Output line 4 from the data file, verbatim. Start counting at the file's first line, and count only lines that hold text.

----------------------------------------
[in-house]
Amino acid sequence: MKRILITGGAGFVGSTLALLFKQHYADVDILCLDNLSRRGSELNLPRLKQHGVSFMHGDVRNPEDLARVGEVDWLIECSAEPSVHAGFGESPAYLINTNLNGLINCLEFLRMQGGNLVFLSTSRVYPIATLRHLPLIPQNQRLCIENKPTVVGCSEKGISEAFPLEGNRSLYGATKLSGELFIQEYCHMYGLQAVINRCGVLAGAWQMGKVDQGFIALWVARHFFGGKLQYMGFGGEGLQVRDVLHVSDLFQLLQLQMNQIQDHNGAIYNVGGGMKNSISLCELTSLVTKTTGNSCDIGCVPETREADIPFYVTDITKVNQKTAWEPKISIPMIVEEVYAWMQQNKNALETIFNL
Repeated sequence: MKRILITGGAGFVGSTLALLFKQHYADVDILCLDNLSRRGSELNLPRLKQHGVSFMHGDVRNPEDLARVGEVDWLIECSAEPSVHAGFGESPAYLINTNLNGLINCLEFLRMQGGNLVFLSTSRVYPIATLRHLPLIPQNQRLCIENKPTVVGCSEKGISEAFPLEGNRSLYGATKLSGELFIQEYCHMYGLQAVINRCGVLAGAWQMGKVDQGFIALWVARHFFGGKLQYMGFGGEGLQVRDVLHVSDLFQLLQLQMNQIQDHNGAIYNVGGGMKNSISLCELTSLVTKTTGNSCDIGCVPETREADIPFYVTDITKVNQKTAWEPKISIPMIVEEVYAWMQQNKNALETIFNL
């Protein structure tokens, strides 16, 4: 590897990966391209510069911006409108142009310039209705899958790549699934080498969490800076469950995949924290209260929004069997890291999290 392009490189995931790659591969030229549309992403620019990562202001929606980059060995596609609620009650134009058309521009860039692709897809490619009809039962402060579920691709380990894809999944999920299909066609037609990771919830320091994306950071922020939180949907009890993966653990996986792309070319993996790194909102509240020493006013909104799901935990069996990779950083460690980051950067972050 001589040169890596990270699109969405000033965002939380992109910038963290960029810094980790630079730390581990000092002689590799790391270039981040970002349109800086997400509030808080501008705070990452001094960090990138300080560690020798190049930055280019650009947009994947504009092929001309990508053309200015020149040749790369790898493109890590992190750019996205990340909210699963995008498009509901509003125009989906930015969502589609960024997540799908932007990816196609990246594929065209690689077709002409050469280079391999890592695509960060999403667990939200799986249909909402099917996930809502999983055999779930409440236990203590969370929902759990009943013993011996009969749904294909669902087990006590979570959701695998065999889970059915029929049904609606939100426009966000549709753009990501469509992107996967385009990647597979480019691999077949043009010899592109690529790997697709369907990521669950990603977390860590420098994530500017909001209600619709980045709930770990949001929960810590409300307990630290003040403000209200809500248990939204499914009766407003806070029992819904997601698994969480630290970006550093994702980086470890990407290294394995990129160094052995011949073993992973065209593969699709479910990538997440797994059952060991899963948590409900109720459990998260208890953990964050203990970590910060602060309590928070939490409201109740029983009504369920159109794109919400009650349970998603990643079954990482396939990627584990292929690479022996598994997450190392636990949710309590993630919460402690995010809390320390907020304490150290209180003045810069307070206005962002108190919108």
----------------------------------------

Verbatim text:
């Protein structure tokens, strides 16, 4: 590897990966391209510069911006409108142009310039209705899958790549699934080498969490800076469950995949924290209260929004069997890291999290 392009490189995931790659591969030229549309992403620019990562202001929606980059060995596609609620009650134009058309521009860039692709897809490619009809039962402060579920691709380990894809999944999920299909066609037609990771919830320091994306950071922020939180949907009890993966653990996986792309070319993996790194909102509240020493006013909104799901935990069996990779950083460690980051950067972050 001589040169890596990270699109969405000033965002939380992109910038963290960029810094980790630079730390581990000092002689590799790391270039981040970002349109800086997400509030808080501008705070990452001094960090990138300080560690020798190049930055280019650009947009994947504009092929001309990508053309200015020149040749790369790898493109890590992190750019996205990340909210699963995008498009509901509003125009989906930015969502589609960024997540799908932007990816196609990246594929065209690689077709002409050469280079391999890592695509960060999403667990939200799986249909909402099917996930809502999983055999779930409440236990203590969370929902759990009943013993011996009969749904294909669902087990006590979570959701695998065999889970059915029929049904609606939100426009966000549709753009990501469509992107996967385009990647597979480019691999077949043009010899592109690529790997697709369907990521669950990603977390860590420098994530500017909001209600619709980045709930770990949001929960810590409300307990630290003040403000209200809500248990939204499914009766407003806070029992819904997601698994969480630290970006550093994702980086470890990407290294394995990129160094052995011949073993992973065209593969699709479910990538997440797994059952060991899963948590409900109720459990998260208890953990964050203990970590910060602060309590928070939490409201109740029983009504369920159109794109919400009650349970998603990643079954990482396939990627584990292929690479022996598994997450190392636990949710309590993630919460402690995010809390320390907020304490150290209180003045810069307070206005962002108190919108």